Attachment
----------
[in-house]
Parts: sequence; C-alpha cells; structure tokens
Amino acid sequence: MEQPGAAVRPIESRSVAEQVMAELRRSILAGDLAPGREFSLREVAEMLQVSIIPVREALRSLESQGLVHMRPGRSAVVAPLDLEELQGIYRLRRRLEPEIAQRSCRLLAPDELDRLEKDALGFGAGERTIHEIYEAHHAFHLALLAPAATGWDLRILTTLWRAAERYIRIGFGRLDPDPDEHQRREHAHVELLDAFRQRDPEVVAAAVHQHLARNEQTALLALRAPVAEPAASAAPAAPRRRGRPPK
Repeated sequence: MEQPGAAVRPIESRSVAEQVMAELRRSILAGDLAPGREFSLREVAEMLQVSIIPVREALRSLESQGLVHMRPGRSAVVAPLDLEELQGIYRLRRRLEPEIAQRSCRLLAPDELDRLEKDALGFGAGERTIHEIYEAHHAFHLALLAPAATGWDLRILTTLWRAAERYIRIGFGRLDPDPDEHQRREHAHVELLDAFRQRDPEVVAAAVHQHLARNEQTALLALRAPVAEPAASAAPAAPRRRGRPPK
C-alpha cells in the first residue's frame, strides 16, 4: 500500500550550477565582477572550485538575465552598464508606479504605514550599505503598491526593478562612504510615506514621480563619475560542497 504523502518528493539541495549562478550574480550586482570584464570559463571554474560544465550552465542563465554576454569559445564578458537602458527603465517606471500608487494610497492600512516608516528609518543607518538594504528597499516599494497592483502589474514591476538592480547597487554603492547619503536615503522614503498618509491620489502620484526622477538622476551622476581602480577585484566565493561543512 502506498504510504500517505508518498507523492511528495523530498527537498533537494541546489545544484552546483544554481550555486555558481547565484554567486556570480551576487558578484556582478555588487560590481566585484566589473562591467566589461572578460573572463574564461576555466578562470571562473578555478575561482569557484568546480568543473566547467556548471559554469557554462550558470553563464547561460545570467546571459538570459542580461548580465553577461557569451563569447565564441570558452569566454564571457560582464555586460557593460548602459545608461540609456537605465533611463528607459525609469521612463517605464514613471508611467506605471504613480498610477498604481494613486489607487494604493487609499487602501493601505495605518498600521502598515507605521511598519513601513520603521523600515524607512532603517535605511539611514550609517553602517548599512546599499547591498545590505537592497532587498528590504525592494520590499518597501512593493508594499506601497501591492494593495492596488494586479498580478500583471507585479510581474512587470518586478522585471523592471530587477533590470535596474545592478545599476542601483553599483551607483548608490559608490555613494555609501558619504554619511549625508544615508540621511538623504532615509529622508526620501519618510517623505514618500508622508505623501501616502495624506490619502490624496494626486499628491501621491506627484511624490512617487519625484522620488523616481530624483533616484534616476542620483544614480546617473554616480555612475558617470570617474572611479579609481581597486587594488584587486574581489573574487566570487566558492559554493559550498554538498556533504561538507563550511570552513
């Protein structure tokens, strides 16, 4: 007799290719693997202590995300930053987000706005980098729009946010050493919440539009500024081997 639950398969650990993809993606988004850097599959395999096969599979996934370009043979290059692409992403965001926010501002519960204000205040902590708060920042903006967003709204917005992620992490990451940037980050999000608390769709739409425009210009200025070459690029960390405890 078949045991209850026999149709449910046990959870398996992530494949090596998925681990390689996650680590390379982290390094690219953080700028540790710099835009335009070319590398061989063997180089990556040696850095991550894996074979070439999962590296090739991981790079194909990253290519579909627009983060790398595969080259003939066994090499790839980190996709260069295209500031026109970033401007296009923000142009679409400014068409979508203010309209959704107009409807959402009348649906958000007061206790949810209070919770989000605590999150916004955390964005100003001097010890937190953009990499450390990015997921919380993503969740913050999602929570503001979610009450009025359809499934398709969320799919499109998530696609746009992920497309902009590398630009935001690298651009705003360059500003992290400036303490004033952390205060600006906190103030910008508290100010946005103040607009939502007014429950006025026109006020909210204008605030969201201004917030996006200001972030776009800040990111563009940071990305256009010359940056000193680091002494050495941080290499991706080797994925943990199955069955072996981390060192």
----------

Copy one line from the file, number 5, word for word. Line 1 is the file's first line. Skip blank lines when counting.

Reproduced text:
C-alpha cells in the first residue's frame, strides 16, 4: 500500500550550477565582477572550485538575465552598464508606479504605514550599505503598491526593478562612504510615506514621480563619475560542497 504523502518528493539541495549562478550574480550586482570584464570559463571554474560544465550552465542563465554576454569559445564578458537602458527603465517606471500608487494610497492600512516608516528609518543607518538594504528597499516599494497592483502589474514591476538592480547597487554603492547619503536615503522614503498618509491620489502620484526622477538622476551622476581602480577585484566565493561543512 502506498504510504500517505508518498507523492511528495523530498527537498533537494541546489545544484552546483544554481550555486555558481547565484554567486556570480551576487558578484556582478555588487560590481566585484566589473562591467566589461572578460573572463574564461576555466578562470571562473578555478575561482569557484568546480568543473566547467556548471559554469557554462550558470553563464547561460545570467546571459538570459542580461548580465553577461557569451563569447565564441570558452569566454564571457560582464555586460557593460548602459545608461540609456537605465533611463528607459525609469521612463517605464514613471508611467506605471504613480498610477498604481494613486489607487494604493487609499487602501493601505495605518498600521502598515507605521511598519513601513520603521523600515524607512532603517535605511539611514550609517553602517548599512546599499547591498545590505537592497532587498528590504525592494520590499518597501512593493508594499506601497501591492494593495492596488494586479498580478500583471507585479510581474512587470518586478522585471523592471530587477533590470535596474545592478545599476542601483553599483551607483548608490559608490555613494555609501558619504554619511549625508544615508540621511538623504532615509529622508526620501519618510517623505514618500508622508505623501501616502495624506490619502490624496494626486499628491501621491506627484511624490512617487519625484522620488523616481530624483533616484534616476542620483544614480546617473554616480555612475558617470570617474572611479579609481581597486587594488584587486574581489573574487566570487566558492559554493559550498554538498556533504561538507563550511570552513